The Covid-19 pandemic has had a devastating effect on our health and wellbeing, and it has taken an enormous toll on the global economy with markets in a tailspin. In a matter of weeks, the Dow, Nikkei, FTSE, Sensex, and other benchmark indices plummeted, investor wealth eroded and the world economy settled into a recession.
Just as the Corona virus pushed the world economy into a recession, a cyber virus can push a company into bankruptcy or at least devalue it substantially. Yahoo’s US$350 million devaluation following two exceptionally severe data breaches comes to mind instantly.
In April this year, IT services major Cognizant was hit by the Maze ransomware attack that compromised their internal systems and caused service disruptions for their customers. Even though they were able to contain it speedily, Cognizant still anticipates a loss of US$50-US$70 million on account of the cyber-attack.
Just last month, Indiabulls’ systems were breached by a CLOP ransomware operator. The hackers publicly released one tranche of the data containing customer identities, financial transactions and employee information in a bid to collect ransom. CLOP ransomware demands can range between US$50,000 and US$1 million, depending on the target and negotiations.
At almost the same time, the J&K Power Development Department found itself the victim of a cyber-attack that wiped off business-critical data from its data centre servers. The attack rendered the website, app and data centre non-operational for three days.
Unfortunately, these incidents are no aberration. It’s the new norm. This is confirmed by a recent survey conducted by the International Information System Security Certification Consortium. Over 250 professionals actively engaged in M&A activity affirm that cyber audits have become an indispensable part of the M&A due diligence and valuation process.
- A resounding 100% reveal that cyber audits are a standard M&A practice.
- About half (49%) believe that the discovery of previously undisclosed breaches could derail an ongoing deal.
- Three quarters (77%) make M&A recommendations based on the strength of the cybersecurity program.
As the frequency and intensity of cyberattacks have escalated, there has been a corresponding surge of cyber audit requests from prominent VC and investment firms in India and globally. Earlier, these investors’ primary focus during due diligence were financial and legal events. Today, cybersecurity has become an integral part of their scrutiny.
Why has Cybersecurity Become So Critical?
The World Economic Forum has called out cybercrime as one of the top threats to a company’s business and reputation. There were more than 1.76 billion records leaked in January 2020 alone. A single attack can compromise crown jewels, derail operations, axe revenue, and shred business reputation.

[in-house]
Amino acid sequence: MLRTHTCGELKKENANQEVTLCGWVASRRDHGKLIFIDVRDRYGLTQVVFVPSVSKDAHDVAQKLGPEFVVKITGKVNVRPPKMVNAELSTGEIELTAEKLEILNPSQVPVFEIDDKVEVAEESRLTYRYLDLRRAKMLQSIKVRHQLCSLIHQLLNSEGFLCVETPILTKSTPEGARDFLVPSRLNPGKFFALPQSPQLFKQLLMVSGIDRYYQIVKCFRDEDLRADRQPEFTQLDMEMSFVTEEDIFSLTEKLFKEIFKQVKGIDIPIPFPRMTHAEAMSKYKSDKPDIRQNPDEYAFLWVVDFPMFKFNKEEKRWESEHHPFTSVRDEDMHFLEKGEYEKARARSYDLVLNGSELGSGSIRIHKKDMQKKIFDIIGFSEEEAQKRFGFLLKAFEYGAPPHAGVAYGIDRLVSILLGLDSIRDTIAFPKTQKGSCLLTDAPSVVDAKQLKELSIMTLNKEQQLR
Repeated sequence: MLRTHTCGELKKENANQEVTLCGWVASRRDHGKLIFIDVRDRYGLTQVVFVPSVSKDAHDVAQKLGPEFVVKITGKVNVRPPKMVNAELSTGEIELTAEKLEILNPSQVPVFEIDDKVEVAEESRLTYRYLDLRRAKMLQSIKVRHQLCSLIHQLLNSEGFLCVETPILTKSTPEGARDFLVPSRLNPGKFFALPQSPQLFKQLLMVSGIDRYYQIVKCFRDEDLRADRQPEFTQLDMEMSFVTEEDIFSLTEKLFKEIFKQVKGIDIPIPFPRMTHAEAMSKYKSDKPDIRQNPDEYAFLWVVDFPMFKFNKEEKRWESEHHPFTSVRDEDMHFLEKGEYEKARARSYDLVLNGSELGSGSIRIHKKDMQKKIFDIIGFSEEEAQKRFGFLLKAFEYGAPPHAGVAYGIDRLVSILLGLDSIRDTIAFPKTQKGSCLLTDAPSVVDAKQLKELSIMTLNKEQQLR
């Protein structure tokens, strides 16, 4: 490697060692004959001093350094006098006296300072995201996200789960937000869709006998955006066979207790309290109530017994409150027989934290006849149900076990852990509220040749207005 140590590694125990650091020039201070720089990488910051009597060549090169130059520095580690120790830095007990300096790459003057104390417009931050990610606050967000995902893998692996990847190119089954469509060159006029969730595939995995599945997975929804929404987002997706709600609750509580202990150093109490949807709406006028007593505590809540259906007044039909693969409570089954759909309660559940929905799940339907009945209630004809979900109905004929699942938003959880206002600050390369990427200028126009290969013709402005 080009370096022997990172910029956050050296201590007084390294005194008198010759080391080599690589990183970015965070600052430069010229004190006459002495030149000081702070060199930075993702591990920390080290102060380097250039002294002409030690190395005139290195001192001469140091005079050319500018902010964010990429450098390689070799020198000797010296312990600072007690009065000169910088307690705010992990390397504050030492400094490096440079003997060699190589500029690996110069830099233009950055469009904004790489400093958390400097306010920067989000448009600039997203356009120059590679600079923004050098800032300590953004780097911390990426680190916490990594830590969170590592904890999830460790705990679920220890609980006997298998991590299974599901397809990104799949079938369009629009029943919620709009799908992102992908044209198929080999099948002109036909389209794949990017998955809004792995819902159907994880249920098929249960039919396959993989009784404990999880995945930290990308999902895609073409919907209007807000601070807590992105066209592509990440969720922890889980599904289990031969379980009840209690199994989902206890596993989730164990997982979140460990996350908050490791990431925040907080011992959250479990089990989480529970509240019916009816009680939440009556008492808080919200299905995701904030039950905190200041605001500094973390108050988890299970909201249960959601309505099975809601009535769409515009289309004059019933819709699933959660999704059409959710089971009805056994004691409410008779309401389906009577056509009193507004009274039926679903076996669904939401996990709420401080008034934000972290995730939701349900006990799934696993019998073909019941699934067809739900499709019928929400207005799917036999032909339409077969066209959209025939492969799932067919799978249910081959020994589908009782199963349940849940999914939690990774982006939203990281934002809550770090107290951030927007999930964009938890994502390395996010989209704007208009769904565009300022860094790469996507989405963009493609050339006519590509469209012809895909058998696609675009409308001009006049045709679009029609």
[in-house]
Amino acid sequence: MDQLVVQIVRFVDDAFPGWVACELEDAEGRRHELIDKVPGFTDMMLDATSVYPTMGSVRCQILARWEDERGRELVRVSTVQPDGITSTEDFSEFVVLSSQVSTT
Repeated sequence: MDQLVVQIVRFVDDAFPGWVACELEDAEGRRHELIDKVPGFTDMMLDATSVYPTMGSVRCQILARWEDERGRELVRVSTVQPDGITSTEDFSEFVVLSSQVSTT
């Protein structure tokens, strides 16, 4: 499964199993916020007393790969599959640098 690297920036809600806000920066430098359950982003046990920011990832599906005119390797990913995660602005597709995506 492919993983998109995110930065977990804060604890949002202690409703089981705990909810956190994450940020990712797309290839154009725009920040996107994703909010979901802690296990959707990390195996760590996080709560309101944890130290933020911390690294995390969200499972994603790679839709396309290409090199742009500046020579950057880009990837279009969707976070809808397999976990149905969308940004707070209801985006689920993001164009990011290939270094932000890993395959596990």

Digital transformation and the drive to ‘connect everyone and everything that can be connected’ will expand the cyber-attack surface, increase vulnerabilities, and exponentially magnify the frequency and impact of cyber threats. Alongside this, new technologies like AI and AR/VR have started opening new frontiers in cyberwar.
These threats can result in unprecedented damage. Cybersecurity Ventures predicts cybercrime damages will cost the world US$6 trillion annually by 2021, up from US$3 trillion in 2015.
Putting this together, Boards, CEOs, and CFOs have understood that the financial impact of a cyber-attack on the bottom-line and valuation of business is unavoidable. It’s no wonder that cybersecurity has graduated from an IT/IS checklist to the C-suite’s priorities.
What is the Cost of Cybercrime to a Company?
While the immediate impact of a breach can be quantified easily, there are other deeper ways (e.g. reputational risks) in which a cyber-attack impacts the company’s fortunes. These have far-reaching consequences and can make or break a business in the long term. Let’s unpack some of the costs associated with a cyberattack:
Fire-fighting costs arise from the immediate impact of a breach and can be quantified easily. These include expenses on incident investigation and response, breach notifications and communications, public and stakeholder relations, lawyer’s fees and litigation, etc.
Reputational costs are a result of the other, sometimes overlooked, ways in which a cyber-attack impacts the company’s fortunes. These include spending on cybersecurity improvements, enhanced insurance premiums, protection of intellectual property, increased cost to raise equity and debt, devaluation of trade name, revenue and operational losses, and lost value of customer relationships.
Immediate steps you can take:
- Protect your revenue, assets, and valuation (aka dimes and dollars), with a robust cybersecurity strategy that aligns with your risk appetite and complies with industry and government regulations.
- Identify your ‘defensible’ assets and optimise your resources to protect your most critical infrastructure, detect attacks as they happen and respond effectively.
- Create a culture that prioritises cybersecurity. Design it into your products, policies, and processes. Include it in the C-suite conversations. Approach it as you would a strategic investment, not an expense.
Thus, Like Covid-19, cybercrime spares no one. Whether you’re the target of an attack or an unfortunate bystander, the collateral damage can be immense. It’s best to be prepared. World over, companies have already upped their investment in cybersecurity. IDC estimates that global spending on cybersecurity will jump up to US$133.7 billion in 2022.
Guest contributor Anuj Vaid is the Chief Sales & Marketing Officer at CMS IT Services, one of India’s leading system integrators and managed services provider. Any opinions expressed in this article are strictly that of the author.